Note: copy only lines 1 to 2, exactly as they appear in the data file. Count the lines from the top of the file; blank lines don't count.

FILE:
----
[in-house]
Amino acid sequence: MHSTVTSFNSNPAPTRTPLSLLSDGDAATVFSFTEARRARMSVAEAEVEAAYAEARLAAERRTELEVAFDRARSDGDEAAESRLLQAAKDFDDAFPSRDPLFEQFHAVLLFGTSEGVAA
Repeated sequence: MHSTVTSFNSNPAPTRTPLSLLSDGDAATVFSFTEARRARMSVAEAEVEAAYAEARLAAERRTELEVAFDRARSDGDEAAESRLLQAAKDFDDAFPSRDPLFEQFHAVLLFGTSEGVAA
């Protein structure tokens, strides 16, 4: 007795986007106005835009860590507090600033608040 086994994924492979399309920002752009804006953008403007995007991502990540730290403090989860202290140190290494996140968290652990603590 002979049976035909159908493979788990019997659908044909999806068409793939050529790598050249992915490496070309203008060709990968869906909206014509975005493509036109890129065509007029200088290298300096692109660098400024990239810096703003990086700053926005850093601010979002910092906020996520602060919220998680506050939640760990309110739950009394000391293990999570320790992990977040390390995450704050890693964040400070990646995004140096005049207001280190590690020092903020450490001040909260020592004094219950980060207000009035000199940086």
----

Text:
[in-house]
Amino acid sequence: MHSTVTSFNSNPAPTRTPLSLLSDGDAATVFSFTEARRARMSVAEAEVEAAYAEARLAAERRTELEVAFDRARSDGDEAAESRLLQAAKDFDDAFPSRDPLFEQFHAVLLFGTSEGVAA